Find an activity that you can point to at the end of each day or week or month to see an "accomplished task". Try scrapbooking, painting, sketching, photography, crochet, knitting, quilting, etc. Whatever you enjoy!

This blog is one of my "accomplished tasks". Each post is complete and finalized when I'm done. I can look back and see what I've accomplished. Another hobby that I enjoy is crochet. I've always got a project or two going!

Habit #8 - What habit do you have that keeps your homeschool a happy place? Leave a comment!

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Saturday, September 19, 2009

Peter Piper's Picks - Sept 19th: Constitutional Edition

St Januarius, St. Theodore of Tarsus

One of my favorite speakers and writers and bloggers, Andrew Kern, blogs about US Consititution Day, Sept 17th. Did you learn the Preamble to the Consitution by watching Schoolhouse Rock, like I did?
ps - if you are a classical home educator, Mr Kern's organization is one you should know: CiRCE Institute. Their most recent conference is out on CD and it will rock your world. Seriously.

What's up in consitutional law these days? Spunky, as usual, has got her ear to the ground. Did you know education is not supposed to be controlled at the federal level? Hard to tell from the recent rhetoric coming from the White House. Check out these two posts (and others...and the comments section, always hopping at Spunky's place) - lots of solid info and many, many links to the issue at hand.

And who do we have in charge (dealing with our constitutional rights)? According to the witty and ascerbic Camille Paglia, "feather-preening bourgeious liberals" and the "back-biting mess" of the GOP. I don't agree with her politics, so it is surprising to find myself agreeing with her. But, I shouldn't be entirely surprised. This same phenomenon (having more in common with someone whose politics are WAY different than mine) happened to me while in Ghana a few months ago.

Finally, some good advice for Christians undertaking debate or discussion with others over political matters (or any matter, really) from Scriptorium Daily: 7 Suggestions for Christians in the Public Square.

Have a beautiful weekend, y'all!

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Saturday, September 12, 2009

Peter Piper's Picks Sept 12th: Literary edition

My 17th Wedding Anniversary

I don't know. Do you really buy that biologists can do research on literary history? Evolution science explaining literature? If we turned it around the other way, would the scientists put up with English professors contributing research on scientific theories? Do we let science go too far?

Free is good, right? The internet is Free and has many benefits. But, have you noticed that often it is just plain faster, and easier, to use a BOOK than the internet? So, apparently "Free" does have a cost after all . . . T.I.M.E. and maybe something more.

Why Modern Composition Theory fails. And what to do about it. The first in a series.

Why academics must write beautifully. Have you noticed that some academics wear their "boring" writing as a badge of honor? But why? Why shouldn't all writing, no matter the topic, be artfully written?

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Monday, September 7, 2009

Obama meets Wordle

Obama's Speech, Wordle-ized.

Wordle: Obama: Speech to Students

I think if you click on that it will take you to a larger version of the Wordle (and you can see the words a bit better). If that doesn't work, try this link directly to Wordle.

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Obama's Speech tomorrow

So. . .

You gonna watch?

How about your kids? If they are in public school, will they watch there?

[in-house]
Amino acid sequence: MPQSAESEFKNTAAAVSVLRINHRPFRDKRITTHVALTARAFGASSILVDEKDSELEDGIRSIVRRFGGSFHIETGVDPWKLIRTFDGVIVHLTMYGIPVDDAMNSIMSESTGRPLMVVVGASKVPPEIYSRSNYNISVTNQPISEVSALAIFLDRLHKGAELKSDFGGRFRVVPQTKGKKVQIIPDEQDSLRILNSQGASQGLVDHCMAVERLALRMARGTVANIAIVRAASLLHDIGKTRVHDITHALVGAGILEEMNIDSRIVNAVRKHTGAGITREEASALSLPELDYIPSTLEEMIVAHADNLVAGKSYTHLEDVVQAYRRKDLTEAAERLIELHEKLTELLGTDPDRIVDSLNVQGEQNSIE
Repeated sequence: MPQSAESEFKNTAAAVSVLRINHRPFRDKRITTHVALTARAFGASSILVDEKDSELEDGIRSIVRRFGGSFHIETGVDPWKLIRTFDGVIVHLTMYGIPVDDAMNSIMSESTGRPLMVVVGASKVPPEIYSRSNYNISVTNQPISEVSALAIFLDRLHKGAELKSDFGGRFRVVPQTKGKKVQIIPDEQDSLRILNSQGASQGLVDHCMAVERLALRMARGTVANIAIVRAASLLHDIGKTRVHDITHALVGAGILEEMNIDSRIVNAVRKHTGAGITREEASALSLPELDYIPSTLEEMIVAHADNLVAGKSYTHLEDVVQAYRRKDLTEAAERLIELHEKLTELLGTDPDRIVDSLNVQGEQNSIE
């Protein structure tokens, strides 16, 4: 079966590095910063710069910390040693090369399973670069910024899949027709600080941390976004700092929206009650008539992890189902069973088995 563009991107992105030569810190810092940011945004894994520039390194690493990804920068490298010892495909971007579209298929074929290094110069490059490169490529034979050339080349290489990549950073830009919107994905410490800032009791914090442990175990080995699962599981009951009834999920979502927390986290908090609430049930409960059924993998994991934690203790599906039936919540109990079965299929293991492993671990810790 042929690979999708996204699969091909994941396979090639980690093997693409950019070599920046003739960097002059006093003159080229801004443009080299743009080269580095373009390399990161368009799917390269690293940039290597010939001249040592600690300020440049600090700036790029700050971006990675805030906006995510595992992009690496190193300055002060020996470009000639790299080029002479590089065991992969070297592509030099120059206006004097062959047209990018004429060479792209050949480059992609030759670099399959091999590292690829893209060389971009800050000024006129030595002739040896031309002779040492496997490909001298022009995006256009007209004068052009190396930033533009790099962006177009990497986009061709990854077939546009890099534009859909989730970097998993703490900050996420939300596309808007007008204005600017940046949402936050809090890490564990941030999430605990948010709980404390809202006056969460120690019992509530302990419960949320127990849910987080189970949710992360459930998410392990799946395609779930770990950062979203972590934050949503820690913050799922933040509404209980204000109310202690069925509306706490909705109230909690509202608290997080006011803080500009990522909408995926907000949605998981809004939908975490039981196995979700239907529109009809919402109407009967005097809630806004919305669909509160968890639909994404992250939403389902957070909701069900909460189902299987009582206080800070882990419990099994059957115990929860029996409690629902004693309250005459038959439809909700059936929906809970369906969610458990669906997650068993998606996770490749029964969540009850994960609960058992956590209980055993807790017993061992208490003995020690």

If you homeschool, will you make a lesson out of it?

What do you think about all this?

Sunday, September 6, 2009

Baptism, Birthday and visits

Just a quick post! Thought some of you might enjoy seeing some photos from Baby L's baptism and birthday!

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Saturday, September 5, 2009

Peter Piper's Picks - Sept 5th - Homeschool Edition

A friend on an online homeschool email group recently posted a link to this as an encouragement, and it really is. Has the start of your homeschool got you a little daunted? Go read this: Home School Mothers - The Beatrice Brigade. Not feeling daunted right now? Surely you will someday, so print this out for future reference!

Another online friend, Desert Mom , from the blog Quotidian Life, posted a link to a wonderful essay that she and her kids read at the start of school to remind themselves that true education is a form of repentence. She also has some good thoughts of her own on true education.

Once you've gotten all "pumped up" with vision and encouragement, you'll need some tools! Jimmie (one of my favorite resource bloggers) has a wonderful post about Graphic Organizers. Her post is one you'll want to bookmark and return to often.

How has the start of your homeschool gone? Do you find yourself reevaluating plans based on "on the ground" circumstances? Or maybe some new insight or encouragement you've received?

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Thursday, September 3, 2009

Classical Conversations Cycle 1 History Resource

Hi, friends! Well, I do not know how I finished this this week (baptism, celebration picnic, first birthday, visit from my mom, and first day of CC), but I did! As of now, this is only the first semester. When I finish the second semester, I'll update the file (and post a notice here).

CC Cycle 1 History: Discussion questions, Teaching Points, and Activities. (This is a Google Document. You should be able to download directly from that link to your computer. ) Let me know if you download the file, and if you find this helpful!

The Discussion Questions were designed to be somewhat open-ended and spark a bit of discussion in your home. I hope you enjoy them! If you have any suggestions for other questions or activities, please email me or leave a comment.

The Teaching Points are culled almost entirely from World Encyclopedia.

And the Activities are merely suggestions for ways to expand your students' interaction with the history material. Choose those that sound interesting, but don't try to do them all! I don't even do an activity every week!